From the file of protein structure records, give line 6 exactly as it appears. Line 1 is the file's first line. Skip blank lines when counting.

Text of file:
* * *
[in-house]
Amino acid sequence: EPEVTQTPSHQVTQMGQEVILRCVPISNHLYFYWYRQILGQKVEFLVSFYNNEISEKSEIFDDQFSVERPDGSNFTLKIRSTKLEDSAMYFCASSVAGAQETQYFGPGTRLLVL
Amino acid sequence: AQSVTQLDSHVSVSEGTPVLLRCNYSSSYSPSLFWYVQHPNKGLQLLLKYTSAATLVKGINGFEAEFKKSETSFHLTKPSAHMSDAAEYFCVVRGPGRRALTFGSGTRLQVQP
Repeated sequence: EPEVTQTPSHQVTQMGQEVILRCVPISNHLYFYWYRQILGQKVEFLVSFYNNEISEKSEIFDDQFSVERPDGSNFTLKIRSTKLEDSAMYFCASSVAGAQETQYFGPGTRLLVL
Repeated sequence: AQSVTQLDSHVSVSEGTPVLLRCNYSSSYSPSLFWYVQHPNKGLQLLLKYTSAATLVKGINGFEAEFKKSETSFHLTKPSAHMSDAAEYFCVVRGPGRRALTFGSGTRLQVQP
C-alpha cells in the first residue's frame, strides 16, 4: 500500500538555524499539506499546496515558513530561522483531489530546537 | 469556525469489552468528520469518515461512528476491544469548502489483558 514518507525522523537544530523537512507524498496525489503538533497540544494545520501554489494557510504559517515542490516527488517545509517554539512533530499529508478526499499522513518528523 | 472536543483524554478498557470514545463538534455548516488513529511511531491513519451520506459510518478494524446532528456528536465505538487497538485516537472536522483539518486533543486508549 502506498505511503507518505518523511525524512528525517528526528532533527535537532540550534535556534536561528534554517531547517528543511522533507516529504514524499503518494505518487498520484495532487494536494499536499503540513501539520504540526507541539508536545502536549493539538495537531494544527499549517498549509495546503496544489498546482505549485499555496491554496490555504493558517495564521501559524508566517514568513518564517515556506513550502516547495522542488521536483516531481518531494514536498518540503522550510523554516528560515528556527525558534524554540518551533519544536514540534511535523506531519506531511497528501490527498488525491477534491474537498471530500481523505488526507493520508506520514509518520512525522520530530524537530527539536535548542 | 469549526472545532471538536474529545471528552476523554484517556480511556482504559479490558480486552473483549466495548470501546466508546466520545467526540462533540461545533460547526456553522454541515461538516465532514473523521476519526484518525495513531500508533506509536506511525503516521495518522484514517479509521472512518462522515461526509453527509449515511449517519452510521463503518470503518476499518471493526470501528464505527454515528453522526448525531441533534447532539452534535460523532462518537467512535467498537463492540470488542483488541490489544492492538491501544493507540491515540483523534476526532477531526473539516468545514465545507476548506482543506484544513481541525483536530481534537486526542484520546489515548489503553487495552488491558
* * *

C-alpha cells in the first residue's frame, strides 16, 4: 500500500538555524499539506499546496515558513530561522483531489530546537 | 469556525469489552468528520469518515461512528476491544469548502489483558 514518507525522523537544530523537512507524498496525489503538533497540544494545520501554489494557510504559517515542490516527488517545509517554539512533530499529508478526499499522513518528523 | 472536543483524554478498557470514545463538534455548516488513529511511531491513519451520506459510518478494524446532528456528536465505538487497538485516537472536522483539518486533543486508549 502506498505511503507518505518523511525524512528525517528526528532533527535537532540550534535556534536561528534554517531547517528543511522533507516529504514524499503518494505518487498520484495532487494536494499536499503540513501539520504540526507541539508536545502536549493539538495537531494544527499549517498549509495546503496544489498546482505549485499555496491554496490555504493558517495564521501559524508566517514568513518564517515556506513550502516547495522542488521536483516531481518531494514536498518540503522550510523554516528560515528556527525558534524554540518551533519544536514540534511535523506531519506531511497528501490527498488525491477534491474537498471530500481523505488526507493520508506520514509518520512525522520530530524537530527539536535548542 | 469549526472545532471538536474529545471528552476523554484517556480511556482504559479490558480486552473483549466495548470501546466508546466520545467526540462533540461545533460547526456553522454541515461538516465532514473523521476519526484518525495513531500508533506509536506511525503516521495518522484514517479509521472512518462522515461526509453527509449515511449517519452510521463503518470503518476499518471493526470501528464505527454515528453522526448525531441533534447532539452534535460523532462518537467512535467498537463492540470488542483488541490489544492492538491501544493507540491515540483523534476526532477531526473539516468545514465545507476548506482543506484544513481541525483536530481534537486526542484520546489515548489503553487495552488491558